The river was laughing clearly and merrily at the old ferryman. Siddhartha stood still; he bent over the water in order to hear better. He saw his face reflected in the quietly moving water, and there was something in this reflection that reminded him of something he had forgotten and when he reflected on it, he remembered. His face resembled that of another person, whom he had once known and loved and even feared. It resembled the face of his father, the Brahmin. He remembered how once, as a youth, he had compelled his father to let him go and join the ascetics, how he had taken leave of him, now he had gone and never returned. (131-132).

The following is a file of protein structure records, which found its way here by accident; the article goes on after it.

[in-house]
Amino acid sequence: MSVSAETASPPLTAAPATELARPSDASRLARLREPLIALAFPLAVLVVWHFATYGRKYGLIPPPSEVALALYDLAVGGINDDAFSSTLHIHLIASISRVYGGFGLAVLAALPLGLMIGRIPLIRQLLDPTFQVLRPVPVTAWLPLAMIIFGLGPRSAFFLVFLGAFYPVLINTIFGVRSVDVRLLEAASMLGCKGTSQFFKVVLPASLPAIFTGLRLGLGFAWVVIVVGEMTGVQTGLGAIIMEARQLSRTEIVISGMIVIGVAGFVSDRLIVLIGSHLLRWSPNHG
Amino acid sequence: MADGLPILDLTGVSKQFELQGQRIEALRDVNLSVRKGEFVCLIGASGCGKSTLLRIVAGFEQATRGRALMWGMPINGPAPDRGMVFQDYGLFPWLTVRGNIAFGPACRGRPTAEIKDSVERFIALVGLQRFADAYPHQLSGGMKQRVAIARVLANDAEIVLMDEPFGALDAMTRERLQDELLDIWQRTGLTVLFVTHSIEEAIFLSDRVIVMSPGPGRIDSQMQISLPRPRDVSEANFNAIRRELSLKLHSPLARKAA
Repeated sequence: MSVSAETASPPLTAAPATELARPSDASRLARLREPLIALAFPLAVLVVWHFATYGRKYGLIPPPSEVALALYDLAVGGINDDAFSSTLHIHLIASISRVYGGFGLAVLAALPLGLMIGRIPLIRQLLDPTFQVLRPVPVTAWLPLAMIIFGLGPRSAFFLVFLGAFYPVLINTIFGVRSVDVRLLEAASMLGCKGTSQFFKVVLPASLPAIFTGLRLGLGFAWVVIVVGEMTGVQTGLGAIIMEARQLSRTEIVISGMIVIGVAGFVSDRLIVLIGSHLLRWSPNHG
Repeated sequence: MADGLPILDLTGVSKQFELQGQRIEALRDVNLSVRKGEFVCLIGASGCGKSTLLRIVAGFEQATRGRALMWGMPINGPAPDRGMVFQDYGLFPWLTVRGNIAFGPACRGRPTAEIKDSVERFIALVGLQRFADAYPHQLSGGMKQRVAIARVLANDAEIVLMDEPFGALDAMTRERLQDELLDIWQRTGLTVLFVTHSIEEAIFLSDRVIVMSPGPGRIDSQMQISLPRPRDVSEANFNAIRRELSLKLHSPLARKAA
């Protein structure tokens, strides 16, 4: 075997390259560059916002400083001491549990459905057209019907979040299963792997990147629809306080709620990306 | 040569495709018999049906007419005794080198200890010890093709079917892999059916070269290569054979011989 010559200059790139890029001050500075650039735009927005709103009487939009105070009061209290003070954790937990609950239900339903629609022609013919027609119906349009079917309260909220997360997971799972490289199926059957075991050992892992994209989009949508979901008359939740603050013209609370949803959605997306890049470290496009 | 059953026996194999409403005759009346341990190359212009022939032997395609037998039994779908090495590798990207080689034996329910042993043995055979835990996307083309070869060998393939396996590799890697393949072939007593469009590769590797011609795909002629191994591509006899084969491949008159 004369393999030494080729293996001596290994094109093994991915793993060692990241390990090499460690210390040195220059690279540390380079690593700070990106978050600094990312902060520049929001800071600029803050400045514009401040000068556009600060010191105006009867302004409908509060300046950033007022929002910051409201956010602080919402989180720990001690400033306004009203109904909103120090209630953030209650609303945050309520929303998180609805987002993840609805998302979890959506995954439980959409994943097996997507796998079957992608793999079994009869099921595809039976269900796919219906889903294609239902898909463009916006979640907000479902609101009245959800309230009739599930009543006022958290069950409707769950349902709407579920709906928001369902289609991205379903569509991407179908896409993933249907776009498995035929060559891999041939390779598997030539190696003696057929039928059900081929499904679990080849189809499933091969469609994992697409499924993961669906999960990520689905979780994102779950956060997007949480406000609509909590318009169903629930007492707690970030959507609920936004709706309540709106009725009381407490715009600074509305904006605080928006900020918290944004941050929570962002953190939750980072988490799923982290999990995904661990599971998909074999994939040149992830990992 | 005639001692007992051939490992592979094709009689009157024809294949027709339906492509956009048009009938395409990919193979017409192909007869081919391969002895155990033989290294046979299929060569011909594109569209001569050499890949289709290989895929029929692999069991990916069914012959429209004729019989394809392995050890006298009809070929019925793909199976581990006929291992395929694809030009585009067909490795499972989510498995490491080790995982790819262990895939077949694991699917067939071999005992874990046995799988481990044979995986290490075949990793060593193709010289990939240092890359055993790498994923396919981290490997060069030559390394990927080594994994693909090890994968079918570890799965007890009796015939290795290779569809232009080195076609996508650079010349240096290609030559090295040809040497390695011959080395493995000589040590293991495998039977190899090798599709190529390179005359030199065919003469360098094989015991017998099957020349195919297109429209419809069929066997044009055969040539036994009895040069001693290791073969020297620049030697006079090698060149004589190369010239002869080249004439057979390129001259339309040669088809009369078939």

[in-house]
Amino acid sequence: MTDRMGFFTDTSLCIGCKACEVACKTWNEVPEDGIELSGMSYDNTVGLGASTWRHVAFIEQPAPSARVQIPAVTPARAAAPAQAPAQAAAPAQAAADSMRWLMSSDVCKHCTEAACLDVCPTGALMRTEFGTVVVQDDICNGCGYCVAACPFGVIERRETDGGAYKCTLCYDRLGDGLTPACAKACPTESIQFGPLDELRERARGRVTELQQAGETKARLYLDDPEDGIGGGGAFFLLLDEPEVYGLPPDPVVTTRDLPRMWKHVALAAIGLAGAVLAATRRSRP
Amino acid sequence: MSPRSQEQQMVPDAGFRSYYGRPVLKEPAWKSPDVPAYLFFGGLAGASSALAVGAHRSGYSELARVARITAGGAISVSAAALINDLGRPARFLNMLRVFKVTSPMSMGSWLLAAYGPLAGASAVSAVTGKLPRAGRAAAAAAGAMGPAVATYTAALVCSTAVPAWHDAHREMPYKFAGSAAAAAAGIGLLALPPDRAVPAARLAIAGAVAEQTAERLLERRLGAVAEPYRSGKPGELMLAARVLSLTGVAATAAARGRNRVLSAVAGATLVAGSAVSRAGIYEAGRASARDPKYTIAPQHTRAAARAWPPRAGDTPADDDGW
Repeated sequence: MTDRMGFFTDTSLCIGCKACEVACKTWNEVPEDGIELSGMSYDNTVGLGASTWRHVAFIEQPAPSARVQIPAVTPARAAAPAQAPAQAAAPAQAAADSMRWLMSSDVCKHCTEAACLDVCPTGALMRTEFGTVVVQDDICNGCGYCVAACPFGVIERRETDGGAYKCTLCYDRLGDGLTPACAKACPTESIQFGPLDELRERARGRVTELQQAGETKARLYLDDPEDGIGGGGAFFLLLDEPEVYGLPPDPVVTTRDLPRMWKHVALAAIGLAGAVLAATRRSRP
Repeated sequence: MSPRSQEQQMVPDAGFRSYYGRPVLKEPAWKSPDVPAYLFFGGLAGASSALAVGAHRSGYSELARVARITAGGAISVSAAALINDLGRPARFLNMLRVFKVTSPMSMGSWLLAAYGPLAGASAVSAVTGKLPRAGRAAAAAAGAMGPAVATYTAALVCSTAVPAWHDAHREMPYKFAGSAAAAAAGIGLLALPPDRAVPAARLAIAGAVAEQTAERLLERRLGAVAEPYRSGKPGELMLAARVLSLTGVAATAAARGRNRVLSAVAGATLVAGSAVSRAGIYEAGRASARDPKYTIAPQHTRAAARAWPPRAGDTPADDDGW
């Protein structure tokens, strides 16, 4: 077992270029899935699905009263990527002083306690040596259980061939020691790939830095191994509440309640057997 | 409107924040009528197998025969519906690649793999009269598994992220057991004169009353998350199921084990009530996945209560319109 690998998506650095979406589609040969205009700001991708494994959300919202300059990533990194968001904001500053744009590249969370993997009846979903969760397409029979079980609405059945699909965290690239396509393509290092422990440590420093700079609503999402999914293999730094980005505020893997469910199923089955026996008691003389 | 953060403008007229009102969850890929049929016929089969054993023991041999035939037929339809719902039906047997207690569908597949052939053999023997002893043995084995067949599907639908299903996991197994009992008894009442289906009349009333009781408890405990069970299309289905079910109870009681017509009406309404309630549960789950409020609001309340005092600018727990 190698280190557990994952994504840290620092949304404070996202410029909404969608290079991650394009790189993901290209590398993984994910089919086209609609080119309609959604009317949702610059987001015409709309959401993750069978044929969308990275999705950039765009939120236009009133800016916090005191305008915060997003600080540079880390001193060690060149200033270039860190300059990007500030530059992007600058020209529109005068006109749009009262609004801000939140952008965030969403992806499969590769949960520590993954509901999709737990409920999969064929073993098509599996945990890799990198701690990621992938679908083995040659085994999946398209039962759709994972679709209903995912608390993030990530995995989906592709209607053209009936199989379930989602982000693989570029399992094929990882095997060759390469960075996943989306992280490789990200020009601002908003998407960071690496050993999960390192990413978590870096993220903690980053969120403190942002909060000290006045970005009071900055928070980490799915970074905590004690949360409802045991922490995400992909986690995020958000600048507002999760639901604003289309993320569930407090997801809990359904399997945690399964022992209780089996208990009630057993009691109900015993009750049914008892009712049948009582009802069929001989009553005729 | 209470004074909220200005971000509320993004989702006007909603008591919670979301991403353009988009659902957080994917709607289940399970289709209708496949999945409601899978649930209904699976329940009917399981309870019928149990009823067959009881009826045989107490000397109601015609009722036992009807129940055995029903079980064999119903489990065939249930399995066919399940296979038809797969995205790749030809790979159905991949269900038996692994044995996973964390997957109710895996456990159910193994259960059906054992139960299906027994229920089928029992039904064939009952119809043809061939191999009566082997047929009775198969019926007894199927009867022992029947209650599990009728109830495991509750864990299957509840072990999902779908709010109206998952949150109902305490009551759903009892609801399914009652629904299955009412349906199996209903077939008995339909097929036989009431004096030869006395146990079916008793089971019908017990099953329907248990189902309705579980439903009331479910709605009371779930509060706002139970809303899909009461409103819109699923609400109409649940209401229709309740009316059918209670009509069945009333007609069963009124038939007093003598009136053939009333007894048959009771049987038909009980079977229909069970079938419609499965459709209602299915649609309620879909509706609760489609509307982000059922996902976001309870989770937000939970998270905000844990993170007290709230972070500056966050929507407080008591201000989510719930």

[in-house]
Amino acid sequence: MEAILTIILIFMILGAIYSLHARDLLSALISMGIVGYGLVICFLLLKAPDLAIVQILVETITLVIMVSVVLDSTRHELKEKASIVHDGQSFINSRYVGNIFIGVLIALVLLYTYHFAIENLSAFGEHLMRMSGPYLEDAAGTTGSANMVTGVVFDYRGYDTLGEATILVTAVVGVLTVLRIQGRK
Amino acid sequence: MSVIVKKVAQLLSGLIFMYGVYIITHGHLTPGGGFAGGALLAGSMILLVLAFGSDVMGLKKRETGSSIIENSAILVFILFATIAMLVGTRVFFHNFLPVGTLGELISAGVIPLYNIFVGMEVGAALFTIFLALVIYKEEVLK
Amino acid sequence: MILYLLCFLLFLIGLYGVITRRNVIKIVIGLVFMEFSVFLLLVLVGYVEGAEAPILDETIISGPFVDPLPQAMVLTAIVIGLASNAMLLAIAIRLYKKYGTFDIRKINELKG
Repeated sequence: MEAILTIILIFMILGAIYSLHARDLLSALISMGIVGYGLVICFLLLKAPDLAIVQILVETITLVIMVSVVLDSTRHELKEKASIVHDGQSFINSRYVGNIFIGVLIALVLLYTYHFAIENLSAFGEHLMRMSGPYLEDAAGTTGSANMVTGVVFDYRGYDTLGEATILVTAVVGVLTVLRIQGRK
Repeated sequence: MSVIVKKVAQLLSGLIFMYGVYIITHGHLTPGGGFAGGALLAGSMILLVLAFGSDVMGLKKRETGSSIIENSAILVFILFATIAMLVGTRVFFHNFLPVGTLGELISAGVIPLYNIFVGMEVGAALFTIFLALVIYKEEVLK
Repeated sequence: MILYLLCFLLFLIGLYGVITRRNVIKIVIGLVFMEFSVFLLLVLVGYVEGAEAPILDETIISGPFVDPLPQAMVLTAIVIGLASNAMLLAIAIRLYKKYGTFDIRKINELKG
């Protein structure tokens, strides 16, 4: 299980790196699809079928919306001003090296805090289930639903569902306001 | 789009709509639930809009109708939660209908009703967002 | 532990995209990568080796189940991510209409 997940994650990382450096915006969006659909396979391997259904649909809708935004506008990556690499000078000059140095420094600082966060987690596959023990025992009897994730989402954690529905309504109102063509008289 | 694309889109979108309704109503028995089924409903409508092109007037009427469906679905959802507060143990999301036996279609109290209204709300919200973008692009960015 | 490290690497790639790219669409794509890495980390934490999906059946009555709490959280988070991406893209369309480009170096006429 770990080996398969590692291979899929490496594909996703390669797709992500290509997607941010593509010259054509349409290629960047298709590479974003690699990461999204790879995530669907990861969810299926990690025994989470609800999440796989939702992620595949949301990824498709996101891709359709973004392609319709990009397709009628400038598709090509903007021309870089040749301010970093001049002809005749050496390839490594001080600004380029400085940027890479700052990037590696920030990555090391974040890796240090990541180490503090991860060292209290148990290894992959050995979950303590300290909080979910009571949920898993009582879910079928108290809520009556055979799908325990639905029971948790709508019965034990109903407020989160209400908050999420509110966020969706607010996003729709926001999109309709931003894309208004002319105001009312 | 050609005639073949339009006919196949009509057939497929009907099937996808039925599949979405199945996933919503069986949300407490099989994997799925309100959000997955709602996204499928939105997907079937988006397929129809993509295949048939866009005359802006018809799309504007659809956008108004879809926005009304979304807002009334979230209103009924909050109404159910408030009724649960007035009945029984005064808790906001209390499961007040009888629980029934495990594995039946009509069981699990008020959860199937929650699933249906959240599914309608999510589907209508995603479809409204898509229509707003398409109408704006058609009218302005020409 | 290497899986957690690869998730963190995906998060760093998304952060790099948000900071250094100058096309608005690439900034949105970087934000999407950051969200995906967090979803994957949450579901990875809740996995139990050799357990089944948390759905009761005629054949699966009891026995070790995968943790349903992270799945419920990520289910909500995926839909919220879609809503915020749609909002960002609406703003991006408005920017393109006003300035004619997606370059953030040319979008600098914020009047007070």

Growing up, Siddhartha had high expectations set for himself, not only by him, but also by his father. His father, a highly respected Brahman, had dreamt of Siddhartha growing up to be like him. Siddhartha, though, felt there was an essential part of himself missing, something he could not learn from his father’s teachings or his community. He decided to leave his home and set out on his own journey to become an ascetic, which greatly disobeyed his father’s beliefs. Although his father did not approve of Siddhartha leaving their wealthy lifestyle and venturing into the world, he was unable to convince him otherwise and had to accept the fact that Siddhartha had his mind set on achieving one goal: attaining enlightenment. Siddhartha felt the only way to accomplish this task was by broadening his views and experiencing what life had to offer, not by direct teachings, but instead by learning new ideas through adventures. Several years later, as he sat by the river as a ferryman with Vasudeva, he stared into the water and realized his reflection had taken the image of his father. He reminisced to when he was a boy and recalled the amount of distress he had put his father through. Now, Siddhartha is put in the same position he put his father in and is forced to watch his own son rebel against him in his quest to...
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